1. Impaired body growth, loss of lean body mass and negative nitrogen balance are common findings in chronic renal failure. Enhanced endogenous protein catabolism in skeletal muscle induced by co-existent metabolic acidosis seems to be an important aetio-logical factor.
2. In uraemic patients abnormalities in blood amino acid profiles are present after a protein meal, suggesting impaired metabolism of ingested proteins.
3. This study demonstrates that acidosis induces changes in arterial amino acid profiles in fed non-uraemk rats. These included increased levels of threonine, histidine, proline, serine and glycine, and decreased levels of tryptophan. These changes are similar to those found in uraemic patients after a protein meal, suggesting a pathogenic role of acidosis in the impairment of exogenous protein metabolism.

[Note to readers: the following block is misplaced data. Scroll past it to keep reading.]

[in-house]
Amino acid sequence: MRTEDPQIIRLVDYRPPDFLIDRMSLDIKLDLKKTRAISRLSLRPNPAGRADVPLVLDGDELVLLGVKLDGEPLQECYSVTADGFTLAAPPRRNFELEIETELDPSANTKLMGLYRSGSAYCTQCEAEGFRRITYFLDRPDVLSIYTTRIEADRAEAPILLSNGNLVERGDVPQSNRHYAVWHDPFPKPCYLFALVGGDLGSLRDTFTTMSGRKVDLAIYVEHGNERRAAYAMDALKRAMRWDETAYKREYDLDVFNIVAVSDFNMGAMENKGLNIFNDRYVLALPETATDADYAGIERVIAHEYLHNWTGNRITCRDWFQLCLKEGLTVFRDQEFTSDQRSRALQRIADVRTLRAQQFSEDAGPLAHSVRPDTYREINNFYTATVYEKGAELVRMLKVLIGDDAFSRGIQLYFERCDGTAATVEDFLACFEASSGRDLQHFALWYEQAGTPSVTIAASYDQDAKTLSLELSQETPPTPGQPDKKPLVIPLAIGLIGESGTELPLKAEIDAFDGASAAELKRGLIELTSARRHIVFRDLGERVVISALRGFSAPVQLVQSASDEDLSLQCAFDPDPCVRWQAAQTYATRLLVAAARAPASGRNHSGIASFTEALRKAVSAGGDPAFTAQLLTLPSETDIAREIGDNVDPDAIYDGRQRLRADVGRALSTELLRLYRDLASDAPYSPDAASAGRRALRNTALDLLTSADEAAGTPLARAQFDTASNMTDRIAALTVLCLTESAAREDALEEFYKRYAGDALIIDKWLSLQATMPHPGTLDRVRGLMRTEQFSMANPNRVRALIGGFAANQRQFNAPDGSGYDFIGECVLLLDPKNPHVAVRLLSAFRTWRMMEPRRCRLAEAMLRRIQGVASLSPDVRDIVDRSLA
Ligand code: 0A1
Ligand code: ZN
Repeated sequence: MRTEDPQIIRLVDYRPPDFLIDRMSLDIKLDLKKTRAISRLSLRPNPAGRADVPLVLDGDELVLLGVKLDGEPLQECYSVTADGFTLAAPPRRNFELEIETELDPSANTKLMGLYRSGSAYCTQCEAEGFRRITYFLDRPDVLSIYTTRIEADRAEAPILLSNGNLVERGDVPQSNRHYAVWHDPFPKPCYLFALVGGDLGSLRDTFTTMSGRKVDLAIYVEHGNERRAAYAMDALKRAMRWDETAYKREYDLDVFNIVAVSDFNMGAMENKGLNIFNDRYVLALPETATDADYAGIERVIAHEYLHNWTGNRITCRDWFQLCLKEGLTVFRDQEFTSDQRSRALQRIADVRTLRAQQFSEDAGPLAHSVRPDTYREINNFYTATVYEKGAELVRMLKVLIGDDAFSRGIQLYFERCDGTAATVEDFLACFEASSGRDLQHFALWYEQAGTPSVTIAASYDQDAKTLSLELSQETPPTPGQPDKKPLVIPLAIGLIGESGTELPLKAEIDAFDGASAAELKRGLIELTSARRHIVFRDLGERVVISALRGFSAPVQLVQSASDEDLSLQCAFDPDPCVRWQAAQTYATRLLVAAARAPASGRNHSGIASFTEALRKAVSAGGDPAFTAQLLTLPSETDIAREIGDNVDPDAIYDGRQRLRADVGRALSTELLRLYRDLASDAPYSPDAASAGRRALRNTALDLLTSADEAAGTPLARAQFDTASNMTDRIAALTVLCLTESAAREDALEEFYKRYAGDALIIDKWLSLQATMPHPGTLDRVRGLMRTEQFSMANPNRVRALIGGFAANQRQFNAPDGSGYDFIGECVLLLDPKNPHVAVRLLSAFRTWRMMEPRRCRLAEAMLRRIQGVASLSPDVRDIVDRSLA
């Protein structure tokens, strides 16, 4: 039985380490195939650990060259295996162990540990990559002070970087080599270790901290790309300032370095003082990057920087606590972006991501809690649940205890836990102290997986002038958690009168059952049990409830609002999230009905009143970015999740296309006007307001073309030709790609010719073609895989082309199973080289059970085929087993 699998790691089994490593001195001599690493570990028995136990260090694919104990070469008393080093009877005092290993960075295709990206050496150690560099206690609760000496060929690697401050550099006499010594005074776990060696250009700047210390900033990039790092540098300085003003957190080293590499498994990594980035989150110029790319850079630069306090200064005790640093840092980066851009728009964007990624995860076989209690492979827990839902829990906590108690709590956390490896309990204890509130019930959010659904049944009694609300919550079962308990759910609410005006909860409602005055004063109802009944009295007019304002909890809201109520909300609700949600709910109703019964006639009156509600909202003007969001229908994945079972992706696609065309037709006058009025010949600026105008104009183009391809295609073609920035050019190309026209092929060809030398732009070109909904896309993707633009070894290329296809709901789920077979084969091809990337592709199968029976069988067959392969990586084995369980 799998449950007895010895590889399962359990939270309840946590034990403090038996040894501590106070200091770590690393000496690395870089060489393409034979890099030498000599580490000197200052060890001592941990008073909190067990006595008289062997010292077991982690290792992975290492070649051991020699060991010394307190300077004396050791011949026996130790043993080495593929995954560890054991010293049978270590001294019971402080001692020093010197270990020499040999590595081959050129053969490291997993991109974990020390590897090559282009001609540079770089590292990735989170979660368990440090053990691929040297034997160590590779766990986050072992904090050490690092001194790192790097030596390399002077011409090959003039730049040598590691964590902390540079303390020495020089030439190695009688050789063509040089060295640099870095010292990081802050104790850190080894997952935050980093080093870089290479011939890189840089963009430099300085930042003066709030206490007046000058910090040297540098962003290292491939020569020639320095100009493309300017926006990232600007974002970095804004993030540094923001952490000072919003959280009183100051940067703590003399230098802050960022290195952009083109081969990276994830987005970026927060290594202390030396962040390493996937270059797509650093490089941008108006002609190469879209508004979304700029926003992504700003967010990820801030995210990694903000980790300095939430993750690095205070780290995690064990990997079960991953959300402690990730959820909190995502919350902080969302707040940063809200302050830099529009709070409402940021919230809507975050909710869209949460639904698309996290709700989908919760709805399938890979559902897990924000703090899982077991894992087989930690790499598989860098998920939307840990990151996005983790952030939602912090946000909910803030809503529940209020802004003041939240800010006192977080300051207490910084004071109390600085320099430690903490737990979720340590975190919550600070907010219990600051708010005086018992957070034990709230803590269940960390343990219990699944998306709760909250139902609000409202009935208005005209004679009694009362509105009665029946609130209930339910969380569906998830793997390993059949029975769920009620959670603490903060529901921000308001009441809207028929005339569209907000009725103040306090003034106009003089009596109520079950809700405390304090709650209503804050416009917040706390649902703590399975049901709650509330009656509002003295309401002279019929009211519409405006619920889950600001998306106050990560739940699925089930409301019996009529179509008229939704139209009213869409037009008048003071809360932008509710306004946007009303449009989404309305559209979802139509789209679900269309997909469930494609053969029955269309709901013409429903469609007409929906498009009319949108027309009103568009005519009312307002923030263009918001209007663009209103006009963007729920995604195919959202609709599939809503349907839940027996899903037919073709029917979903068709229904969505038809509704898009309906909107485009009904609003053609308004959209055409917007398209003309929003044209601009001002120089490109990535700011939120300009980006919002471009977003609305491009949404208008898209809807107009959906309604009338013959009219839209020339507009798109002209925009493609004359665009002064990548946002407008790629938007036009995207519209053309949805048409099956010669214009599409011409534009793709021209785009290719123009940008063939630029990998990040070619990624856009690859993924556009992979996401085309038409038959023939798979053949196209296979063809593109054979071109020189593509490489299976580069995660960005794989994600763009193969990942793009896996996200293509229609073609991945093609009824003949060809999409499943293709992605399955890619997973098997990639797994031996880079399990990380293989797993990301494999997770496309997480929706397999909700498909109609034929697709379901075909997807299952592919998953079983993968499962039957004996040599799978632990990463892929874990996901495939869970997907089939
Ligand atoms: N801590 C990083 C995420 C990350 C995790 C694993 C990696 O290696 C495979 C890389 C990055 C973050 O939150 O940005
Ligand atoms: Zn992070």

4. Intracellular amino acid levels in the muscle tissue partly reflect the changes in the extracellular level.
5. Acidotic animals had a decreased body weight gain and a reduced alkali-soluble protein/DNA ratio in muscle cells compared with controls.
6. In conclusion, the results show that acidosis per se modifies the circulating amino acid profile in fed rats, resulting in a pattern similar to the post-prandial amino acid changes described in uraemic patients. These abnormalities occur together with impaired growth of skeletal muscle cells.